You can go to either a Home Depot or a Lowes and pick up a mold test kit for $10 or under. Follow the instructions and if there is visible mold growing after 48 hrs, you can send it to a lab (which can cost $40.00) to have it analyzed. Results can take up to 3 weeks. In the meantime, purchase an air purifier that has a HEPA filter and one that kills mold spores....some are quite expensive and some are more responsible. We purchased the Honeywell brand - they come recommended by doctors. Be sure to order one or more to cover the square footage of your house - or you can carry them from room to room. See if your family feels better with them running - recommended to run 24 hrs per day. If your mold test results came back dangerously high - then report the findings to the EPA and your landlord will be forced to remediate the mold. But again, personally if I had a place to go - then GO.
Your husband most likely isn't getting as sick as you because he's out to work everyday and away from the poisons you are living in. Best of luck. - Lorettas 9/27/11
I meant to say some are quite expensive and some are more reasonable in price.
Reply: Sump pumps & "mold killing" air purifiers are incomplete band-aid approaches that are completely ineffective if there is a real mold problem in a building
Loretta, unfortunately your advice is not the best. Since 90 % of molds do not grow in any culture media whatsoever, your recommend mold test kit is 90 % wrong when you open the box. More, what might grow on a culture may not be the actual problem in the building.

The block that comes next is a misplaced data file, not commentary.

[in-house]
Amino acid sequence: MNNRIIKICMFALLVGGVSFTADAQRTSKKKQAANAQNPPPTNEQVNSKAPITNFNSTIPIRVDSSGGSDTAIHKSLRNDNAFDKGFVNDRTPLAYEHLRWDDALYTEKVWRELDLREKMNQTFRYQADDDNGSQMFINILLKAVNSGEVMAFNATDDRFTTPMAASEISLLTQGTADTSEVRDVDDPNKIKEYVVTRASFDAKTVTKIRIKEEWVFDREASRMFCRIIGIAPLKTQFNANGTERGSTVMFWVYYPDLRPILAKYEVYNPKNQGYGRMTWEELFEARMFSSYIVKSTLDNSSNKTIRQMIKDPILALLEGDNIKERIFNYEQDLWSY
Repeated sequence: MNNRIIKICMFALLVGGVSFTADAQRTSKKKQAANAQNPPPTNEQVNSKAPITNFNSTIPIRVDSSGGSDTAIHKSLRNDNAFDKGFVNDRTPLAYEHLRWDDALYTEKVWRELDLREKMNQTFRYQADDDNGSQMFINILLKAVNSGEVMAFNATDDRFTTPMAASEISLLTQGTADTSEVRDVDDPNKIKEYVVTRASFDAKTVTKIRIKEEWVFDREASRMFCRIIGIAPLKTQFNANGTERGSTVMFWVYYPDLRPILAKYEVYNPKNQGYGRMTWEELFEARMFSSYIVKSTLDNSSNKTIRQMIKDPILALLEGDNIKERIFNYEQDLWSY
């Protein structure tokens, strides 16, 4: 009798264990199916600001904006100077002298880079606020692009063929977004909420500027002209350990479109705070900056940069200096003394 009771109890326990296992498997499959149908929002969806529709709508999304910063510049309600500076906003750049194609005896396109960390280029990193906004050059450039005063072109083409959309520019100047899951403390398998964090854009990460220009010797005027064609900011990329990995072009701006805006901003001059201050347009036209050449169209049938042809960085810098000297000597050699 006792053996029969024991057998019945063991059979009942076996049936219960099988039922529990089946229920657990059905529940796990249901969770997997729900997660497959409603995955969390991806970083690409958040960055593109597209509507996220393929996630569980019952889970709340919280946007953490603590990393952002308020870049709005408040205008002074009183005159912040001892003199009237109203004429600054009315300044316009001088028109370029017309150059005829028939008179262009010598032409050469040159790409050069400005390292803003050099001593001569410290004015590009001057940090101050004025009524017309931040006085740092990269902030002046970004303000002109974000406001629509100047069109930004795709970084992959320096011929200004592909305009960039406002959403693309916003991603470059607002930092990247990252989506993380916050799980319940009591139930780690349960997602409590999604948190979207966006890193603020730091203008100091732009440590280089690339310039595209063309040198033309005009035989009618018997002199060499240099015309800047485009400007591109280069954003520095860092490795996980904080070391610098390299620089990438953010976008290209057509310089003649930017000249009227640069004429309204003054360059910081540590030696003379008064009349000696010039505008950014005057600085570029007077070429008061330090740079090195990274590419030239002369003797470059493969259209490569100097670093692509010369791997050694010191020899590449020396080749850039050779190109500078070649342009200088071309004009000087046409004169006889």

Question: I think my apartment is dulling my mind
I think my apartment is dulling my mind! Several weeks ago, around the time when my 1960's buildingswitched from ac to heat, I felt acute respiratory symptoms. That subsided after a week or two, but I didn't want to spend too much time in my dry 14th floor condo. I think I'm only allergic to cats somehow, maybe dust or dust mites, and since my building is supposed to be pet free, I thought I was either imagining things or had a serious dust problem. So I cleaned the hell out of the place, still no good. I'm tired when I get home and these days, instead of recharging at home, I grow more tired. Daily, after some time at home, my blood feels hot, face feels flushed, lungs feel scorched, and I generally feel apathetic, lethargic, numb. But each of these things to such a minor degree as to make me question whether I'm imagining it; In aggregate, I have to think no. But I don't know where to begin to diagnose the problem.